With the strongest El Niño conditions in nearly 20 years already underway in the Pacific Ocean and chances increasing for heavy storms this winter, federal emergency officials on Friday urged Californians to buy flood insurance — even those who don’t live near creeks or rivers.
Former sewer water was the drink of choice Saturday at an event in Alivso to show off the county’s new advanced water purification plant and tout the potential for recycled water. … The verdict? Many thought it tasted pretty good.
The governor should use his emergency powers under the existing drought to ban new wells in areas where groundwater pumping is causing significant economic damage. I [Gerald H. Meral] don’t take this position lightly. I understand it would harm people who need groundwater to keep their farms going.
Decades before someone coined the Twitter hashtag #droughtshaming and people began posting YouTube videos of their neighbors’ drowning lawns, California water suppliers encouraged conservation by releasing the names of their biggest water hogs.
Few places in California are more remote from urban life than Round Valley, but the watershed and [Richard] Wilson are central to understanding why Governor Jerry Brown and other powerful interests are avidly pursuing several multibillion-dollar dam projects and two massive water tunnels that are strikingly similar to plans laid out in economic and engineering charts in California in the early-1950s.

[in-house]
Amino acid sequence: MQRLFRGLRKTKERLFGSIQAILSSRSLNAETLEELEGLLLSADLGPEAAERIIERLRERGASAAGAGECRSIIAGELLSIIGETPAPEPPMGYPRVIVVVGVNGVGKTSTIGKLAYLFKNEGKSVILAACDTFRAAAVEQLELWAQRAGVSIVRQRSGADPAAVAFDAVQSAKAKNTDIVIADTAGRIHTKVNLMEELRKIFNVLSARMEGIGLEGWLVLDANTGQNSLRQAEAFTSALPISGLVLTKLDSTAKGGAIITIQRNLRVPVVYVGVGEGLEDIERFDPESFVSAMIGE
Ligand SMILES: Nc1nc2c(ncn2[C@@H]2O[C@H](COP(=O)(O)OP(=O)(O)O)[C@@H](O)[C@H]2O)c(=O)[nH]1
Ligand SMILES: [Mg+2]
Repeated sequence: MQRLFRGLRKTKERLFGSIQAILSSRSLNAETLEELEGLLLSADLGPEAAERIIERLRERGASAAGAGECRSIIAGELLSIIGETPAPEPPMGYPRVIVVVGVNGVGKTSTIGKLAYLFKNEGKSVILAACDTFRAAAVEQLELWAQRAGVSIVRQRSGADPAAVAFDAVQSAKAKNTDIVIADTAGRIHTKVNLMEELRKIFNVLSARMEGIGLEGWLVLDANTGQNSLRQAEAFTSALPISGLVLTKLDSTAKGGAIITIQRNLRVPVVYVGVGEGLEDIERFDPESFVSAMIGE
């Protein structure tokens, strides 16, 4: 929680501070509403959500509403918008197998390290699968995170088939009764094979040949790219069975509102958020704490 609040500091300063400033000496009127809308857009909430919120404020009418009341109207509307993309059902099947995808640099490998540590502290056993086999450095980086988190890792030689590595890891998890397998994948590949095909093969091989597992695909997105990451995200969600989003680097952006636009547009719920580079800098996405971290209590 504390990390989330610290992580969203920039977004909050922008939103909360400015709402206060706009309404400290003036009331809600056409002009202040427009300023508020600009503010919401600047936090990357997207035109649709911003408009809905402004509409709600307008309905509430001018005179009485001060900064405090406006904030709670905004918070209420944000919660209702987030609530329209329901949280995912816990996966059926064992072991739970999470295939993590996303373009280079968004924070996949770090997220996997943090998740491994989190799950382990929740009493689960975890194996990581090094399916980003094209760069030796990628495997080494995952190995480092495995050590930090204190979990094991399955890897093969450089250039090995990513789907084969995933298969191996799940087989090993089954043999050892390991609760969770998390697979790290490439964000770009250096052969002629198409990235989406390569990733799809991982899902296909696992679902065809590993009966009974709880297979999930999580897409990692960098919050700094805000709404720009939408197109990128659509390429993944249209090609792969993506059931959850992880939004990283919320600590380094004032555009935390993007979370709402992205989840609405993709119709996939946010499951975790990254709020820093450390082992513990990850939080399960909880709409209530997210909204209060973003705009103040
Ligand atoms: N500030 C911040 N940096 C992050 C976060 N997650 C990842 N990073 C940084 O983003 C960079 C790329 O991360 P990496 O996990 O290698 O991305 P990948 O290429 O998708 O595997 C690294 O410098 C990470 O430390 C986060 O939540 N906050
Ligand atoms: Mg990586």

It was the latest in a series of October storms that could provide a preview of what’s in store in the coming months as an El Niño system moves in and threatens to bring unstable weather to the Southwest…. California is bracing for a rainy winter, potentially easing the drought while creating new problems such as flooding and mudslides.
Suburban homeowners ripping out thirsty lawns are dotting their new drought-tolerant landscapes with milkweed native to California’s deserts and chaparral – plants that have the potential to help save water and monarchs at the same time, because the female monarch will only lay her eggs on milkweed.
The Forest Service had estimated that nearly 12.5 million trees in the state’s southern and central forests were dead. But as [Greg] Asner peered down upon the same forests from his airplane at 6,000 feet, he saw something far worse.